STOCKHOLM (Reuters) - Struggling Saab is set to follow rival Swedish car maker Volvo into Chinese ownership under a planned 100 million euro ($141 million) rescue purchase by Pang Da Automobile Trade Co and Zhejiang Youngman Lotus Automobile Co.
Saab has not produced cars for months and has lurched from one cash crisis to another. It found itself under court protection from creditors to stop bankruptcy filings, a process which was in danger of collapsing before the new agreement.
The deal, announced on Friday, is set to bring a 70 million euro loss to current owner Swedish Automobile and will need the approval of General Motors and the Chinese authorities.
Swedish Automobile shares first surged on the Chinese sale news and then slumped 10 percent when the loss was revealed.
Nevertheless, Swedish Automobile SWAN.AS chief executive Victor Muller was pleased. “After the better part of seven months of agony for the company, we have come to a point where we can proudly say that we made it,” he told a conference call.
Swedish Automobile said it had a memorandum of understanding under which auto maker Youngman and dealer Pang Da (601258.SS) are to pay a combined 100 million euros for 60 percent and 40 percent stakes, respectively.
He said eventual investments would likely be more than double the 245 million euros promised under an earlier deal.
If successful, it would be the second Chinese purchase of a Swedish car company in just over a year after Geely bought Volvo in August 2010 from Ford (F.N). Swedish Automobile, then called Spyker, itself rescued Saab from closure by former owner General Motors (GM.N) in early 2010.
Geely’s purchase of Volvo, which aims to sell some 400,000 cars this year, was China’s largest overseas auto acquisition.
Muller told journalists he was similarly confident about the fate of Saab “under the wings” of Youngman and Pang Da.
Muller has orchestrated a string of deals over the last few months to keep Saab afloat. The latest news came after a source told Reuters a new Chinese deal was close.
In a reminder other deals have fallen through, Swedish Automobile said the agreement was valid to November 15 and that final terms were still being worked on.
Muller, 52, a former mergers and acquisitions lawyer who made his fortune from Dutch fashion brand McGregor before revamping loss-making luxury sports car maker Spyker, is a fanatical collector of classic automobiles.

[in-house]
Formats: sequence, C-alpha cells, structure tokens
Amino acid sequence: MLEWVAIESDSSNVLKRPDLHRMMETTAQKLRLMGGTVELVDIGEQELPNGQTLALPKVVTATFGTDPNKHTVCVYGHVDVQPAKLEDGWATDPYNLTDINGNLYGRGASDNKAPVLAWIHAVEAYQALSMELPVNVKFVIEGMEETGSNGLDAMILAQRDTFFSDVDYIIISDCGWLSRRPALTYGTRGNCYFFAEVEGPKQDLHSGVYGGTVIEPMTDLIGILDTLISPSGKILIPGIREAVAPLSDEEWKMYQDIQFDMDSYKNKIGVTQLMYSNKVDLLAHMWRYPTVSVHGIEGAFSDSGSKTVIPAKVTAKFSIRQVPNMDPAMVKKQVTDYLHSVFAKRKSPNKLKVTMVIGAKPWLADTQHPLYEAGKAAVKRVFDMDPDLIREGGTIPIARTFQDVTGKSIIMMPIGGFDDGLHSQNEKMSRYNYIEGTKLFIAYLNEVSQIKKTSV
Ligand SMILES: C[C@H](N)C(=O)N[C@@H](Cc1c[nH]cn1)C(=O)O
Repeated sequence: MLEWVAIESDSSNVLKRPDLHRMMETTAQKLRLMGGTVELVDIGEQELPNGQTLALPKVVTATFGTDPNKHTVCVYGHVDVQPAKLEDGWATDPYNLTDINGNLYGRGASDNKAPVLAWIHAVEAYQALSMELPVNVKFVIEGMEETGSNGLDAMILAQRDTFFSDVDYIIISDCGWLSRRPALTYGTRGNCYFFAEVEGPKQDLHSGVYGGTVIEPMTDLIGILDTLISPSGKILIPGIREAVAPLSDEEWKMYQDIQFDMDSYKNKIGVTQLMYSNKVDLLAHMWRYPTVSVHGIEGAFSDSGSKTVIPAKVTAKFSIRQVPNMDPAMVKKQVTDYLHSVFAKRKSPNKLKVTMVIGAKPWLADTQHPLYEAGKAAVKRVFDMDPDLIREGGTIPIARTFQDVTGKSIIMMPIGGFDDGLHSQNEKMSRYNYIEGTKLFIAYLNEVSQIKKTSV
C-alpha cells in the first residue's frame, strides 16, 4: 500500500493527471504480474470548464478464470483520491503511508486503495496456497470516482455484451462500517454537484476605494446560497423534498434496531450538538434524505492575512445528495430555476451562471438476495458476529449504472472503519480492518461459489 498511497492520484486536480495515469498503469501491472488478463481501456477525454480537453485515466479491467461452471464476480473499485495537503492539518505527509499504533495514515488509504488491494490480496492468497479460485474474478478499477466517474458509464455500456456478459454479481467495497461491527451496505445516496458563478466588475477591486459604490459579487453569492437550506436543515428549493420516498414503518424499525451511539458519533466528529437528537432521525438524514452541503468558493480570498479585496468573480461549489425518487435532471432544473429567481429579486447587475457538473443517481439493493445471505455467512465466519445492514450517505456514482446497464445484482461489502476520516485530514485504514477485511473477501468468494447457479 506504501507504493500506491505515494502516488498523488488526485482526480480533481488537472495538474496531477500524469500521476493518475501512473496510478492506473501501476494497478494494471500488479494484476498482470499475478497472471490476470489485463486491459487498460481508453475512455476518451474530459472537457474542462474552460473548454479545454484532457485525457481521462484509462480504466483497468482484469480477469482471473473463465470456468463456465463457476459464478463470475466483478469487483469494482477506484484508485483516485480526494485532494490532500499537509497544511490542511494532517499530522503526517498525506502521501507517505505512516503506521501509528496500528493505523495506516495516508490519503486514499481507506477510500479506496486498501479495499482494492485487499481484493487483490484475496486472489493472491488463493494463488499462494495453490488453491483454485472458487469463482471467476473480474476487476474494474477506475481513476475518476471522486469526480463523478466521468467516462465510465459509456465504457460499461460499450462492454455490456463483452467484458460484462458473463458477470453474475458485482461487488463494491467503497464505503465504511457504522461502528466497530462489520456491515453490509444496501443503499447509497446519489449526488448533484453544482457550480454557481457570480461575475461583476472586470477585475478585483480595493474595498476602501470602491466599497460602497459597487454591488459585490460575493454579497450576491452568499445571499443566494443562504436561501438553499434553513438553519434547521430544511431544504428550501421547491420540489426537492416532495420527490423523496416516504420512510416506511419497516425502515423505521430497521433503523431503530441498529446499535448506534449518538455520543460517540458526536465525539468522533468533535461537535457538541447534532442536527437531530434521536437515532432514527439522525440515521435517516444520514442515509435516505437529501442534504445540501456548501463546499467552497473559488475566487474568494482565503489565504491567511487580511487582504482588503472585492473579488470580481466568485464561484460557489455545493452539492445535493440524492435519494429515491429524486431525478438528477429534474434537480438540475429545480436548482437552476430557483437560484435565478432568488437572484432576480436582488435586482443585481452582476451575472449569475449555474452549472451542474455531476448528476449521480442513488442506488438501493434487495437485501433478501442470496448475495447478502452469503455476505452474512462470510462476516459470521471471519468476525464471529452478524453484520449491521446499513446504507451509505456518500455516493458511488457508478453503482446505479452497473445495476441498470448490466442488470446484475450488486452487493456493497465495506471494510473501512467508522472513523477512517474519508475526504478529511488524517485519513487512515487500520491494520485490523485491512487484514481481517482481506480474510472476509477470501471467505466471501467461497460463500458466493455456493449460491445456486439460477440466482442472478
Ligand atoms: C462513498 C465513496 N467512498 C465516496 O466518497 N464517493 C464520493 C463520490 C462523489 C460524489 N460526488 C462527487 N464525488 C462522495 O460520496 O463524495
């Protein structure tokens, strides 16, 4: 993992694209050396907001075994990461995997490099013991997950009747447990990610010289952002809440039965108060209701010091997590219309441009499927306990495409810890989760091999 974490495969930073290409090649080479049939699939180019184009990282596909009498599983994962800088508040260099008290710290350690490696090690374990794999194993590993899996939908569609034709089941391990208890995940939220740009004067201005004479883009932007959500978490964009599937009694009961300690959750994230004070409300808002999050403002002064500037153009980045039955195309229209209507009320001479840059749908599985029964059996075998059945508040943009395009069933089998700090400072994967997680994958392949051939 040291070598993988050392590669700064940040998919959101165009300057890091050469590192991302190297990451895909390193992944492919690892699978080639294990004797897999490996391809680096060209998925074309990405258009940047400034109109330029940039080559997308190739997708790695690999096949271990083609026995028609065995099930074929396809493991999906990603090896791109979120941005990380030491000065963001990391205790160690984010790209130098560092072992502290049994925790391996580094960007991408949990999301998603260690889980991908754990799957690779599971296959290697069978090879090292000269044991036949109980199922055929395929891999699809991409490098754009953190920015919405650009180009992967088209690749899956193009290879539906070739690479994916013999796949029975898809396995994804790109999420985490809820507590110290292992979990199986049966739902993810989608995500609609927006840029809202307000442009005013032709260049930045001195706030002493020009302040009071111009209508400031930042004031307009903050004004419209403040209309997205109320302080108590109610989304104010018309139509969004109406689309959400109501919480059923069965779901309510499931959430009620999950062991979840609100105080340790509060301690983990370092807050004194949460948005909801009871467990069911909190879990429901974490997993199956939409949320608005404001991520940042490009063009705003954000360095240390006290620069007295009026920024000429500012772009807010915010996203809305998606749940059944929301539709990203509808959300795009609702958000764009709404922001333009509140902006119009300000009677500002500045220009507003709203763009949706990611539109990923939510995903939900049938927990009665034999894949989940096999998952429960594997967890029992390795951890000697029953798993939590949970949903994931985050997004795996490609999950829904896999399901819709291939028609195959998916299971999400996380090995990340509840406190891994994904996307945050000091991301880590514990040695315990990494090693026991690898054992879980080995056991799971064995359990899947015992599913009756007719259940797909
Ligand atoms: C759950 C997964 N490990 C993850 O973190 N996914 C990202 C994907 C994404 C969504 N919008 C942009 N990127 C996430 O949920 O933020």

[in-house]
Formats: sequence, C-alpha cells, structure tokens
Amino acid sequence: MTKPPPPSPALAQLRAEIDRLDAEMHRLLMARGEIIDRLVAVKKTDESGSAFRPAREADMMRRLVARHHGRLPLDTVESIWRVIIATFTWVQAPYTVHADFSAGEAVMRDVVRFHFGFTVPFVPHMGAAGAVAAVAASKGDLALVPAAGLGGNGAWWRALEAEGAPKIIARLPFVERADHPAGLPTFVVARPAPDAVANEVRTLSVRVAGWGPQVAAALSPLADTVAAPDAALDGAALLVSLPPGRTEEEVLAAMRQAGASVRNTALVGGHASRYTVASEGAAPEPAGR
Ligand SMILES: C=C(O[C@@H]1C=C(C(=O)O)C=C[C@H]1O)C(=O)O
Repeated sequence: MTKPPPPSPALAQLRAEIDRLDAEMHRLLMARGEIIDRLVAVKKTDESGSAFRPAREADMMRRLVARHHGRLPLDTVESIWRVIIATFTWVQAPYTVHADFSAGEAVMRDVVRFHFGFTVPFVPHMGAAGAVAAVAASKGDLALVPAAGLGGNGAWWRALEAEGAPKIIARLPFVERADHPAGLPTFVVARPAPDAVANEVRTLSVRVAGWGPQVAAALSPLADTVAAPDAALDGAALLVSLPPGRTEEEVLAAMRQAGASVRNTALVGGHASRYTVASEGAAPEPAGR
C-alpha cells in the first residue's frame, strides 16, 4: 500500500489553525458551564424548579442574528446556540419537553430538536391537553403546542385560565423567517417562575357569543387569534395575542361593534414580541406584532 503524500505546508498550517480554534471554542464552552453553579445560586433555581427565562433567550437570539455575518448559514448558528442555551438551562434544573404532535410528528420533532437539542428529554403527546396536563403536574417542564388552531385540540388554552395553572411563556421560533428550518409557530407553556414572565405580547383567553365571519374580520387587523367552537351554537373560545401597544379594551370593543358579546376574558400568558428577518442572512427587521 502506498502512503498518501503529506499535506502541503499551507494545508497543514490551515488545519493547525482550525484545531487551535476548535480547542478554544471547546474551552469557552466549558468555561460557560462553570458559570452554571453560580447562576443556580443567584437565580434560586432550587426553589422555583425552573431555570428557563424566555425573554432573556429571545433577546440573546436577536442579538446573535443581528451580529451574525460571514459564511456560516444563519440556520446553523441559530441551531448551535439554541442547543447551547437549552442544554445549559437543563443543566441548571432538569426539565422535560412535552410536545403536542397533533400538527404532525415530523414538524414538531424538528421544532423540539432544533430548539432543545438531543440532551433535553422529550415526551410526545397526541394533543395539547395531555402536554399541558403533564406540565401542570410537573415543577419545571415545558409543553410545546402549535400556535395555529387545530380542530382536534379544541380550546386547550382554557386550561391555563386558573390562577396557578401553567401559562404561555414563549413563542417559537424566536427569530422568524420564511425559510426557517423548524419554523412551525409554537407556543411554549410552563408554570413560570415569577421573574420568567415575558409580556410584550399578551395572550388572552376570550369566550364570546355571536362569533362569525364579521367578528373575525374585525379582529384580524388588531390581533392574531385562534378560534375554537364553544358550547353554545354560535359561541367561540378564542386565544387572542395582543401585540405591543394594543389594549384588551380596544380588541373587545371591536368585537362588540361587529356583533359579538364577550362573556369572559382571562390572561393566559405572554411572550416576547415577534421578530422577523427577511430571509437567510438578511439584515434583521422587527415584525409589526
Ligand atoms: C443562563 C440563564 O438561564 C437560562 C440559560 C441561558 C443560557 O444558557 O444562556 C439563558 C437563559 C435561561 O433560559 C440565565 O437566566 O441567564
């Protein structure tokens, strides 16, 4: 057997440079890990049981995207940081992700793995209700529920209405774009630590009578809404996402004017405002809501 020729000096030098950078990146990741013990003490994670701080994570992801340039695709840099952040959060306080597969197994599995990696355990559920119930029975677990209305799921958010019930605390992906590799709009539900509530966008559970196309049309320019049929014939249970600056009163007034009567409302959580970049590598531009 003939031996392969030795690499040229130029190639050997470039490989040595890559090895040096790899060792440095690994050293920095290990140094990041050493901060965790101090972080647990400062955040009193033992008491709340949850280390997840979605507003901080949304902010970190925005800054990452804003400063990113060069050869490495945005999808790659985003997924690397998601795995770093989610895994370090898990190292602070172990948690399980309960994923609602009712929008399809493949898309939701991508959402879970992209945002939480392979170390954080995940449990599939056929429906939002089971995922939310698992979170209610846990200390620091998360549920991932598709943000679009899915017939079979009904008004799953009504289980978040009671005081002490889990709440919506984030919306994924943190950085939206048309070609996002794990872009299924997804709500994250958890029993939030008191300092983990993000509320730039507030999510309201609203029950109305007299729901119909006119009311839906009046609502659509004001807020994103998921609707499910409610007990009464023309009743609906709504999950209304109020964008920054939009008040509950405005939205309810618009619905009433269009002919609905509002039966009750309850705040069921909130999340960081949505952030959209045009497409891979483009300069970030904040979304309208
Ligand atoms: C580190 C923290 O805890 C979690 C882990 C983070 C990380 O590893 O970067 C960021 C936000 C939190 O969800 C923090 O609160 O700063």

His passion for cars has cost him dearly in this case.
He told the conference call that Swedish Automobile, in which he is the biggest shareholder, would lose roughly 70 million euros from its Saab investment, having paid about 54 million euros for Saab and pumping in 120 million euros more.
After selling Saab, Swedish Automobile will be left with the Spyker sports car business, though it has already agreed to sell that to private equity company North Street Capital.
The deal, however, still needs a green light from the European Investment Bank and General Motors, as creditors to Saab. Muller said he had only had a brief talk with GM.
“If we play our cards right, I think that they will be convinced that this is of benefit to all parties, including themselves,” he said of GM, the EIB and creditors.
He said that GM would be the most difficult party to convince. “It’s going to be a lot of work, a lot of work,” he said. He said Saab had a lot of relationships with GM and bought billions of parts and components from the U.S. company.
Muller, an ebullient character known for his unbounded optimism, who has spent much of this year traveling the world, tapping a network of friends and potential investors, said he believed in the future of the 60-year-old brand.
“I have had no life in the past two years... My job was to save the company. I think I achieved it,” he said, adding that he felt great relief about the deal.
“We can be comfortable that the business plan that the company had made will now be executed and that the funding will be provided.” Once the deal was secured, Muller said he had one thought. “First, I’m going to sleep a lot. No Saab, but sleep.”
Martin Wastfelt, a lawyer at white-collar union Unionen with 1,100 members at Saab, stressed the deal was just an MOU and that what Saab needed was substantial financing.
“The most important thing is to have owners with a long-term perspective and who can finance the business,” he said. “An owner with muscle is what it will take.”
Muller said the two Chinese firms planned to keep making cars in Sweden as well as start production in China. He said Saab would have to be “extremely lucky” if production got rolling again this year.
Any new equity deal from the two Chinese investors would require approval from the Chinese government and the outcome could be far from certain because Beijing follows a strict and price-sensitive policy when it comes to overseas acquisitions.
Failure to gain Beijing’s approval on time torpedoed a deal Saab had with another Chinese company, Hawtai Motor Group, in May. A separate deal for Sichuan Tengzhong Heavy Industrial Machinery’s bid to buy General Motor’s (GM.N) Hummer in 2010 also fell through because it did not win government support.
Pang Da chairman Pang Qinghua told Reuters earlier in the month that he had been in contact with the government and received positive feedback about its initial plan.
The prospect of a new Chinese deal persuaded court-appointed administrator Guy Lofalk to withdraw a request to terminate a creditor protection scheme, which the court had been due to rule on Friday. A decision against Saab could have led to a flood of bankruptcy petitions.
A meeting with creditors is due on Monday. ($1 = 0.707 Euros)
Additional Reporting by Anna Ringstrom, Mia Shanley and Sara Webb; Editing by Helen Massy-Beresford and Jon Loades-Carter